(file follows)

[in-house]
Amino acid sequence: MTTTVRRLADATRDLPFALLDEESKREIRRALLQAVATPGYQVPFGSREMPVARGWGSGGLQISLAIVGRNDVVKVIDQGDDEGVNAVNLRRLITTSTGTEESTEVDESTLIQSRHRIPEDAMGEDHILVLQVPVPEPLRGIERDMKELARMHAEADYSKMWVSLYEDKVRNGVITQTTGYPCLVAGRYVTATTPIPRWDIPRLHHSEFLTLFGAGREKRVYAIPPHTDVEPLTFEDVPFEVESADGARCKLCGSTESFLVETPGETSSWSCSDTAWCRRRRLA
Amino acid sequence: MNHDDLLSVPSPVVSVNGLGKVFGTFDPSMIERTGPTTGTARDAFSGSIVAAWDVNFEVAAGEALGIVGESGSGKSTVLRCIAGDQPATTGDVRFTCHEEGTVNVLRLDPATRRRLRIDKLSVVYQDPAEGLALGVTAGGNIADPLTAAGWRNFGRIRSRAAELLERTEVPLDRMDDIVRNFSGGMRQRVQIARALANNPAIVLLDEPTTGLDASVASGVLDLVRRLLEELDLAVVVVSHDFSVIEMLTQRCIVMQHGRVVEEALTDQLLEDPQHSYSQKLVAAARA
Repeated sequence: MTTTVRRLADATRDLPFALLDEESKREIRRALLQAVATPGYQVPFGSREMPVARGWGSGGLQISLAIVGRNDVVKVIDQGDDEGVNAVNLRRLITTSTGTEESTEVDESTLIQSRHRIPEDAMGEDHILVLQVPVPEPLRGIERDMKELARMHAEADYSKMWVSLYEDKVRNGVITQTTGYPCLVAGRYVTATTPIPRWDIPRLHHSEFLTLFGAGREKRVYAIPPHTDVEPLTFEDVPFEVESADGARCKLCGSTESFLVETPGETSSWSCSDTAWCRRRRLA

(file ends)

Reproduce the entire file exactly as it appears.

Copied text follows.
[in-house]
Amino acid sequence: MTTTVRRLADATRDLPFALLDEESKREIRRALLQAVATPGYQVPFGSREMPVARGWGSGGLQISLAIVGRNDVVKVIDQGDDEGVNAVNLRRLITTSTGTEESTEVDESTLIQSRHRIPEDAMGEDHILVLQVPVPEPLRGIERDMKELARMHAEADYSKMWVSLYEDKVRNGVITQTTGYPCLVAGRYVTATTPIPRWDIPRLHHSEFLTLFGAGREKRVYAIPPHTDVEPLTFEDVPFEVESADGARCKLCGSTESFLVETPGETSSWSCSDTAWCRRRRLA
Amino acid sequence: MNHDDLLSVPSPVVSVNGLGKVFGTFDPSMIERTGPTTGTARDAFSGSIVAAWDVNFEVAAGEALGIVGESGSGKSTVLRCIAGDQPATTGDVRFTCHEEGTVNVLRLDPATRRRLRIDKLSVVYQDPAEGLALGVTAGGNIADPLTAAGWRNFGRIRSRAAELLERTEVPLDRMDDIVRNFSGGMRQRVQIARALANNPAIVLLDEPTTGLDASVASGVLDLVRRLLEELDLAVVVVSHDFSVIEMLTQRCIVMQHGRVVEEALTDQLLEDPQHSYSQKLVAAARA
Repeated sequence: MTTTVRRLADATRDLPFALLDEESKREIRRALLQAVATPGYQVPFGSREMPVARGWGSGGLQISLAIVGRNDVVKVIDQGDDEGVNAVNLRRLITTSTGTEESTEVDESTLIQSRHRIPEDAMGEDHILVLQVPVPEPLRGIERDMKELARMHAEADYSKMWVSLYEDKVRNGVITQTTGYPCLVAGRYVTATTPIPRWDIPRLHHSEFLTLFGAGREKRVYAIPPHTDVEPLTFEDVPFEVESADGARCKLCGSTESFLVETPGETSSWSCSDTAWCRRRRLA